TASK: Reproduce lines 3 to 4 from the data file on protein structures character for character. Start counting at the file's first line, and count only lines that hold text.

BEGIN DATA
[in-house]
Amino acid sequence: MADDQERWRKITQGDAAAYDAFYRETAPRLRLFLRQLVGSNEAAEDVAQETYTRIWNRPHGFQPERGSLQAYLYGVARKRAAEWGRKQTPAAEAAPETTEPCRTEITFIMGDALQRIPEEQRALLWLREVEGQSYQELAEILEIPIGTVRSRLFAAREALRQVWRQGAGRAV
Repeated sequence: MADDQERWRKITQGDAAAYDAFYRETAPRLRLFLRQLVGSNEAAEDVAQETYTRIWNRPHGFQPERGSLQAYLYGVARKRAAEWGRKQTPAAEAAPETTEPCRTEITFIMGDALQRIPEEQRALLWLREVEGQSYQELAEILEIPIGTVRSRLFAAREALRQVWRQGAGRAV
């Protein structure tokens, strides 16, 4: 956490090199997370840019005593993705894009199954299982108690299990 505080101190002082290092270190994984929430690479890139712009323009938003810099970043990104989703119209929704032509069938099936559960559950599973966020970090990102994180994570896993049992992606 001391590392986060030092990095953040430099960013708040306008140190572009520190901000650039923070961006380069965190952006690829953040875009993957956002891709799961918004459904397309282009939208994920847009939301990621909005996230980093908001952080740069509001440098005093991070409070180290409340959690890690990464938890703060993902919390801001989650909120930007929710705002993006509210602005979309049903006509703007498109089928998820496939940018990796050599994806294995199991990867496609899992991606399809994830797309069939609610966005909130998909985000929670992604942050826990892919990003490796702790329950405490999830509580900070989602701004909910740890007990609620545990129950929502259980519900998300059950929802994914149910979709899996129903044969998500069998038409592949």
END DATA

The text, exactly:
Repeated sequence: MADDQERWRKITQGDAAAYDAFYRETAPRLRLFLRQLVGSNEAAEDVAQETYTRIWNRPHGFQPERGSLQAYLYGVARKRAAEWGRKQTPAAEAAPETTEPCRTEITFIMGDALQRIPEEQRALLWLREVEGQSYQELAEILEIPIGTVRSRLFAAREALRQVWRQGAGRAV
């Protein structure tokens, strides 16, 4: 956490090199997370840019005593993705894009199954299982108690299990 505080101190002082290092270190994984929430690479890139712009323009938003810099970043990104989703119209929704032509069938099936559960559950599973966020970090990102994180994570896993049992992606 001391590392986060030092990095953040430099960013708040306008140190572009520190901000650039923070961006380069965190952006690829953040875009993957956002891709799961918004459904397309282009939208994920847009939301990621909005996230980093908001952080740069509001440098005093991070409070180290409340959690890690990464938890703060993902919390801001989650909120930007929710705002993006509210602005979309049903006509703007498109089928998820496939940018990796050599994806294995199991990867496609899992991606399809994830797309069939609610966005909130998909985000929670992604942050826990892919990003490796702790329950405490999830509580900070989602701004909910740890007990609620545990129950929502259980519900998300059950929802994914149910979709899996129903044969998500069998038409592949």